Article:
In this work, non-isothermal thermal analysis (TA) methods combined with Fourier transform infrared (FTIR) spectroscopy were applied to investigate specifics of different stages of oxy-fuel (OF) combustion of Estonian oil shale (EOS) and its char. Kinetics of EOS and its char oxidation were analyzed in different atmospheres in order to understand the complex mechanism of oil shale (OS) OF combustion. Additionally, the OF combustion of OS in circulating fluidized bed (CFB) was simulated with the recently released Aspen Plus fluidized bed (FB) reactor which treats bottom zone and freeboard hydrodynamics. Particular attention was given to the determination of the required elutriated mass flows to maintain the heat balance of the system for OF combustion cases. Four case studies were simulated including: Case 1: Air combustion, Case 2: 21%O2/flue gas, Case 3: 23%O2/flue gas and Case 4: 30%O2/flue gas. The results of TA experiments show that the pyrolysis behavior is very similar in Ar and CO2 until 500°C and there is no visible char carbon and CO2 reaction under OF conditions. The emissions of CO2 from mineral part of OS can be diminished as decomposition of calcite takes place at higher temperatures in OF combustion. Activation energies calculated for oxidation of OS and its char in CO2/O2 are notably less than activation energies calculated for Ar/O2 atmosphere. Modeling results show that higher fuel mass flow rate and higher O2 concentration in the oxidizer have to be considered in the set of conditions for OF in order to extract the same amount of heat as in air combustion. The Case 3 with 23% inlet O2 concentration has a similar behavior as compared to air combustion in terms of temperature of the boiler and recirculation rate of the particles. The data obtained from experimental measurements and models is valuable for the possible implementation of OF combustion of EOS in CFB boilers.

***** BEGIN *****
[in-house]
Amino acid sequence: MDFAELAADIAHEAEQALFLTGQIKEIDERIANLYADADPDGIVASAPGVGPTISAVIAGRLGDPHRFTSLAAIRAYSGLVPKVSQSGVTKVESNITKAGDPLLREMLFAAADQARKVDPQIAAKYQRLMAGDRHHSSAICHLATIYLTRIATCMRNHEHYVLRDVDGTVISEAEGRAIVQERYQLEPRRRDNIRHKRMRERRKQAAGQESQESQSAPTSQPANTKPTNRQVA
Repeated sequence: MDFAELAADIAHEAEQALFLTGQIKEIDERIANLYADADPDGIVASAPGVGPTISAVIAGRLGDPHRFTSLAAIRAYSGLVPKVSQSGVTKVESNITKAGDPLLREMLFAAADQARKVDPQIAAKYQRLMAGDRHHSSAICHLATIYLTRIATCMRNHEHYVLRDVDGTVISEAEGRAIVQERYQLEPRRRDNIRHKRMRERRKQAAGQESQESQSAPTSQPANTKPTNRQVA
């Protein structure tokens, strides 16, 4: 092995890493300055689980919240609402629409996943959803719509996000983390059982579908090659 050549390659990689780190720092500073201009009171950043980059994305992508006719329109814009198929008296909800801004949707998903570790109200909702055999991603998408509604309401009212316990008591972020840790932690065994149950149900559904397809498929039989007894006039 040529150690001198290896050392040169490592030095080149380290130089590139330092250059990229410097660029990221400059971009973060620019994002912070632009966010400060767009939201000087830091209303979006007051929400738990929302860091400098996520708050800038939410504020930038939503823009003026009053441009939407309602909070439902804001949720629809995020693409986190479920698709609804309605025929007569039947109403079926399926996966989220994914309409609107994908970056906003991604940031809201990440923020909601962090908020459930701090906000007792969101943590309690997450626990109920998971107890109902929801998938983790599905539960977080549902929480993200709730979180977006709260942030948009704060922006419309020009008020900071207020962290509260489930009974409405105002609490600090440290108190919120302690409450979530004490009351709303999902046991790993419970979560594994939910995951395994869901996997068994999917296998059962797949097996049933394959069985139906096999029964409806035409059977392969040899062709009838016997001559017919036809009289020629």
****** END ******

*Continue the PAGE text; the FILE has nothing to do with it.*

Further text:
Yörük, C. R., Meriste, T., Trikkel, A., & Kuusik, R. (2016). Oxy-fuel combustion of Estonian oil shale: Kinetics and modeling. In Energy Procedia (Vol. 86, pp. 124–133). Elsevier Ltd. https://doi.org/10.1016/j.egypro.2016.01.013